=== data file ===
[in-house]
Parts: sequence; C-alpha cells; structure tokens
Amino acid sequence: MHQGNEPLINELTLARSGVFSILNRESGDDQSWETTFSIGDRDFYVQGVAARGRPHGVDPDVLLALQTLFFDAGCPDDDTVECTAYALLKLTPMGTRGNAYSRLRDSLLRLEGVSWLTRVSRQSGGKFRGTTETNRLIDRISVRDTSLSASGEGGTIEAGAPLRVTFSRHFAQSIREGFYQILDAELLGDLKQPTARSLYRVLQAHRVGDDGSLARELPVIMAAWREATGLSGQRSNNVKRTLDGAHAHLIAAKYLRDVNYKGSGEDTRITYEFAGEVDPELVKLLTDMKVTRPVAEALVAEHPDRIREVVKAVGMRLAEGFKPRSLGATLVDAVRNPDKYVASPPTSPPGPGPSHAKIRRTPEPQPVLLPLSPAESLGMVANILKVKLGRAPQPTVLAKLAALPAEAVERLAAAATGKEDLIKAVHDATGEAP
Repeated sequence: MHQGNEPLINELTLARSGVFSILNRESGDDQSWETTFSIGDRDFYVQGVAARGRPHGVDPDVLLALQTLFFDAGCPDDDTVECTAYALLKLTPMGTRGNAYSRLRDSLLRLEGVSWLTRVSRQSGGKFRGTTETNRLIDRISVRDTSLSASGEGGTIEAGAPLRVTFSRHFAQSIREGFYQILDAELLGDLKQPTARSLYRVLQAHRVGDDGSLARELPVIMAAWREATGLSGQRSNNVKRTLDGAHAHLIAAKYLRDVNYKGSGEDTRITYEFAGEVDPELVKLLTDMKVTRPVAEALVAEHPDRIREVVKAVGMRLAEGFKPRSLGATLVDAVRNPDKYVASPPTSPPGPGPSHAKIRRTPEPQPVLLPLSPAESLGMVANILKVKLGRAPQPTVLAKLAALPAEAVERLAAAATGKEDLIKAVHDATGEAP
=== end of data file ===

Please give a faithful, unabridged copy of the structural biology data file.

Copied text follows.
[in-house]
Parts: sequence; C-alpha cells; structure tokens
Amino acid sequence: MHQGNEPLINELTLARSGVFSILNRESGDDQSWETTFSIGDRDFYVQGVAARGRPHGVDPDVLLALQTLFFDAGCPDDDTVECTAYALLKLTPMGTRGNAYSRLRDSLLRLEGVSWLTRVSRQSGGKFRGTTETNRLIDRISVRDTSLSASGEGGTIEAGAPLRVTFSRHFAQSIREGFYQILDAELLGDLKQPTARSLYRVLQAHRVGDDGSLARELPVIMAAWREATGLSGQRSNNVKRTLDGAHAHLIAAKYLRDVNYKGSGEDTRITYEFAGEVDPELVKLLTDMKVTRPVAEALVAEHPDRIREVVKAVGMRLAEGFKPRSLGATLVDAVRNPDKYVASPPTSPPGPGPSHAKIRRTPEPQPVLLPLSPAESLGMVANILKVKLGRAPQPTVLAKLAALPAEAVERLAAAATGKEDLIKAVHDATGEAP
Repeated sequence: MHQGNEPLINELTLARSGVFSILNRESGDDQSWETTFSIGDRDFYVQGVAARGRPHGVDPDVLLALQTLFFDAGCPDDDTVECTAYALLKLTPMGTRGNAYSRLRDSLLRLEGVSWLTRVSRQSGGKFRGTTETNRLIDRISVRDTSLSASGEGGTIEAGAPLRVTFSRHFAQSIREGFYQILDAELLGDLKQPTARSLYRVLQAHRVGDDGSLARELPVIMAAWREATGLSGQRSNNVKRTLDGAHAHLIAAKYLRDVNYKGSGEDTRITYEFAGEVDPELVKLLTDMKVTRPVAEALVAEHPDRIREVVKAVGMRLAEGFKPRSLGATLVDAVRNPDKYVASPPTSPPGPGPSHAKIRRTPEPQPVLLPLSPAESLGMVANILKVKLGRAPQPTVLAKLAALPAEAVERLAAAATGKEDLIKAVHDATGEAP